Johnson begins his piece, Bookrolls as Media,” with an explanation of a ‘bookroll’ as a papyrus scroll, written on with black ink, barely a touch of grammar, and a clean-lined structure. From there, he discusses and ponders the difficulties that may arise from using bookrolls, and equally how these difficulties fueled a study themselves. All in all, Johnson goes on to discuss how reading is a involvement of learning, leadership, and taking part in a community.
The first main point that Johnson discusses is the transformative position the backroll had on the way people read, study, and learn. Thus, this idea, as Johnson points out, makes the backroll cultural. Johnson writes, “ The look and feel of the backroll—stable for over seven hundred years—signifies the culture in a number of different ways.” Due to the fact that the backroll is an, “expensive item,” perhaps suggesting that socially, access to learning and studying from these texts was only for the elite. Similarly, Johnson points out that some, “less refined backroll productions also suggest an elite cultural register.” In class, we have discussed this idea on similar grounds that media, as a whole, is cultural. For this we have to ask ourselves, for whom? It is likely that the backroll was created for the elite, which sets in place an effect on culture that is divisionary. (page 107)
The second most important point from the text is clearly stated by Johnson at the bottom of 108, “…ways in which bookrolls and readers interacted that distinguish them from the interactions of contemporary books and readers.” Here, Johnson is seeking to discuss the reading system. The most dominating, and fascinating, point Johnson makes is reader’s interpretation. As a writer myself, it is difficult to imagine a world where, “authorial intent,” is largely a mystery. “The phrasing of sentence—even something as basic as whether a sentence was a question—was left to the reader’s interpretation.” Johnson seeks to explain that the lack of modern grammar, structure, etc. often left the pieces entirely flat, so to speak, just simply words there for the reader to make sense of them as they saw fit. Johnson goes on to explain how authors’ literary style still shown through as a convention itself, and readers are then trained in shaping these elements. I can see similarities to the modern reading and writing. Do we not teach young ones to read and understand grammar and how it affects the sentence? Conventionalized or not, the way that readers have read and the construction of authorial style has, was, and always will be no matter the media.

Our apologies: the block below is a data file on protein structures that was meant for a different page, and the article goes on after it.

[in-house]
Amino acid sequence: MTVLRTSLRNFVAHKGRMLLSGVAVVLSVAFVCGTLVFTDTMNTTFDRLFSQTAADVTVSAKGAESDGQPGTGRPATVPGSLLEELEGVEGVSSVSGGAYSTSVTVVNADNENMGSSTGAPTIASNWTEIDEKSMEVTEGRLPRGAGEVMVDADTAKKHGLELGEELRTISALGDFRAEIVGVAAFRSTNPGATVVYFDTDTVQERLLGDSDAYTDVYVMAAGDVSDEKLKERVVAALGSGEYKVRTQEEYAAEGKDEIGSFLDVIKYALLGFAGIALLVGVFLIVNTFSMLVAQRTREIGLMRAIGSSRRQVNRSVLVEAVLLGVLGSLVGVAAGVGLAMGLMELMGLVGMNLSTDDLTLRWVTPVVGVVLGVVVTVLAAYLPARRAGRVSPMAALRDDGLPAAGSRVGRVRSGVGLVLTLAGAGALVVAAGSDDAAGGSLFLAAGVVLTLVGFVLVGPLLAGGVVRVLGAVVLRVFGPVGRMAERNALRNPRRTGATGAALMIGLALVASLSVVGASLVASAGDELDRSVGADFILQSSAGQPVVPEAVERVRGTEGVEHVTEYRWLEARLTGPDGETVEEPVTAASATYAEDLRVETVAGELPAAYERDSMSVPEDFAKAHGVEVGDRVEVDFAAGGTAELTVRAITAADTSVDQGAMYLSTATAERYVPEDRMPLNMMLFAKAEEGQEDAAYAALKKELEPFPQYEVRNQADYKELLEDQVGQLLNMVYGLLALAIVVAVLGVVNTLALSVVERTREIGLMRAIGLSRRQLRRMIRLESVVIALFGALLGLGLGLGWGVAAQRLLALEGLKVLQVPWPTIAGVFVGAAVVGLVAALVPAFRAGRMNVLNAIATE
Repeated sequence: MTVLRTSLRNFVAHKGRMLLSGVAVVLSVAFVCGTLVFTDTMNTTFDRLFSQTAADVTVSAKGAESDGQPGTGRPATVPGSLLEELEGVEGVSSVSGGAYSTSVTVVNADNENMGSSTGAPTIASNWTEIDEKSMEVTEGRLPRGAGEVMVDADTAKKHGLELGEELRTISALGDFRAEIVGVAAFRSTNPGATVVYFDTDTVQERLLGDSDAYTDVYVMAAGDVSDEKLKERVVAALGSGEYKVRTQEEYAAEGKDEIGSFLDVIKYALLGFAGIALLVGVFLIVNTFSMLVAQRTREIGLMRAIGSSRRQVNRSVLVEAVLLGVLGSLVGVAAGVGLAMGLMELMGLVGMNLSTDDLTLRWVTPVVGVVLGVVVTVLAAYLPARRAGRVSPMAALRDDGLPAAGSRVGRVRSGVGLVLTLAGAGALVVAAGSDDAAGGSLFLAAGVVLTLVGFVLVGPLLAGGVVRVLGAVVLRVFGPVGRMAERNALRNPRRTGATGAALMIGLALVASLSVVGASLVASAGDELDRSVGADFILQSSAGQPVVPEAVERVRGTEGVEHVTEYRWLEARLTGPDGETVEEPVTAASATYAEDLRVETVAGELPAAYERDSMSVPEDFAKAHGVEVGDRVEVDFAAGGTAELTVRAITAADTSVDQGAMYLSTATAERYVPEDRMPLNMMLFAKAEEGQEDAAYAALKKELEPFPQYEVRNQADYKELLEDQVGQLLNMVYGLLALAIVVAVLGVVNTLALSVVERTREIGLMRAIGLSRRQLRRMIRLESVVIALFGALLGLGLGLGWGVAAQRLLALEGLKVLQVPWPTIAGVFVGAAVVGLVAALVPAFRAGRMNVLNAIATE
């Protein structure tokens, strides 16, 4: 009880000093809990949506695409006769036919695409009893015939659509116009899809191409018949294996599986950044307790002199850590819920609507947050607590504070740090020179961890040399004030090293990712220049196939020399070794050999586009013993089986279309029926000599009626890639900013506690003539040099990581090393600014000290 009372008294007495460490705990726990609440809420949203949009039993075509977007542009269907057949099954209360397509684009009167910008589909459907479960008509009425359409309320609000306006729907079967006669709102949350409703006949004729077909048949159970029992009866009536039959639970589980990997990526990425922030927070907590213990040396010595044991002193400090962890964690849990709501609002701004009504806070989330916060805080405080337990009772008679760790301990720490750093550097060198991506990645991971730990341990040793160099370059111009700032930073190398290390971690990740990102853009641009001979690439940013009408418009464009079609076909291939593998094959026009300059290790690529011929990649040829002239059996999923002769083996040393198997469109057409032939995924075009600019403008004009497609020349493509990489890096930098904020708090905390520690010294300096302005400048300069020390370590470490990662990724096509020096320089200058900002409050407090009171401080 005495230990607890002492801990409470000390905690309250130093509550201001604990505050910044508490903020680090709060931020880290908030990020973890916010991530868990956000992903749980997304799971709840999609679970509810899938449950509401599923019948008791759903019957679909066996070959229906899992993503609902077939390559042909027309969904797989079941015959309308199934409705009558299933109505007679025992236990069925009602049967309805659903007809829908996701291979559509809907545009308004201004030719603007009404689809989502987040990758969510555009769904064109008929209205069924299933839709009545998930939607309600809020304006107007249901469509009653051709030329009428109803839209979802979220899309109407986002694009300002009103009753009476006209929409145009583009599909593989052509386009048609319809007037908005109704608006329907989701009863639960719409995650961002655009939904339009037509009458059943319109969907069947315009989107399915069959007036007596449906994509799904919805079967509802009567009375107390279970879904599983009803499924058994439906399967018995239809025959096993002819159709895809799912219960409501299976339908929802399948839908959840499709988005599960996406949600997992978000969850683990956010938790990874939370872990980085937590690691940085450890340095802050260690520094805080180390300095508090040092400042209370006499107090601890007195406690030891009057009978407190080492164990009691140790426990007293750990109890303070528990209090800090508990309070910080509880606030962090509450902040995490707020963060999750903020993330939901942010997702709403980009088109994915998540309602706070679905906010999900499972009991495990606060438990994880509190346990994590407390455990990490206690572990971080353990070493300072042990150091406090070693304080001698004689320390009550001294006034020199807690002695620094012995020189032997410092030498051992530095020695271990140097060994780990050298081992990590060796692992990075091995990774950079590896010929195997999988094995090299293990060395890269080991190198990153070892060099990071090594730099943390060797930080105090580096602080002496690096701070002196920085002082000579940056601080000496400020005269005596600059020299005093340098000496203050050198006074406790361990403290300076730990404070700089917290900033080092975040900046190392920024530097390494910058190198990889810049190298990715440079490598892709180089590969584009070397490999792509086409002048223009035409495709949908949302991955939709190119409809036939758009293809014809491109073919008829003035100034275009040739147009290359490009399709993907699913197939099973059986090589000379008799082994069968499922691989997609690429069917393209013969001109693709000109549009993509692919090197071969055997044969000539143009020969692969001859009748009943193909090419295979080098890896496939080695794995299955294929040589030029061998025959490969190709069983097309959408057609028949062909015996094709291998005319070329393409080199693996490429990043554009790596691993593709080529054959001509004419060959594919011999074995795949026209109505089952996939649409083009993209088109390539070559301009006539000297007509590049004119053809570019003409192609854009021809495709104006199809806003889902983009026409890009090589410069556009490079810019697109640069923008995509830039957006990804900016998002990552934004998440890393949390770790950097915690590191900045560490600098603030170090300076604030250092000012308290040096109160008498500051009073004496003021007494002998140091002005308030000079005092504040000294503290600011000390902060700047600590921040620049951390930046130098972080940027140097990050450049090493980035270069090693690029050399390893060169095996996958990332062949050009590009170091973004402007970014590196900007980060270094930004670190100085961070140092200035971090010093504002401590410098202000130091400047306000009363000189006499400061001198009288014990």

Lastly, Johnson seeks to discuss the intensity of reading. This is important because Johnson is connecting the way backrolls were read, or had to be read, and (in my opinion) taking a stab at the reading in the modern context. For example, Johnson discusses his idea that reading is like digesting your food, “… reduced to a pulp by frequent re-perusal.” (114) What Johnson is saying here is that reading should take time, as one should break down the words, how they are formed, what they are saying, and mull over them. One could not help but do this when reading the backroll, and I think Johnson is seeking to reiterate that this is important with reading in the modern context.
I got extremely confused when, on page 115, when Johnson said that the reading system, “can be little more suggestive and exemplary.” Then, Johnson dives into this long explanation and example of educated Rome, and I failed to see how it connected back to be, “more suggestive and exemplary.” What does he mean by that? Perhaps I just had trouble seeing eye-to-eye with his example. Is he talking about backroll reading system? Modern reading system?
On page 106, I am confused when Johnson describes the backroll as, “impractical,” I feel like this whole time, he is discussing how useful this kind of reading was culturally, and even in the modern context the reading system could be bettered by hanging onto the kind of reading that came from learning and studying backrolls. In this, I feel he contradicts himself to some degree?
I want to touch on my second point for the discussion, the idea of authorial intent. I want to discuss the classes opinions to consider this: the backroll lended itself to leave more room for readers’ interpretation and lessened the degree to which an author could express his or her intent, as modern readers, are we missing out?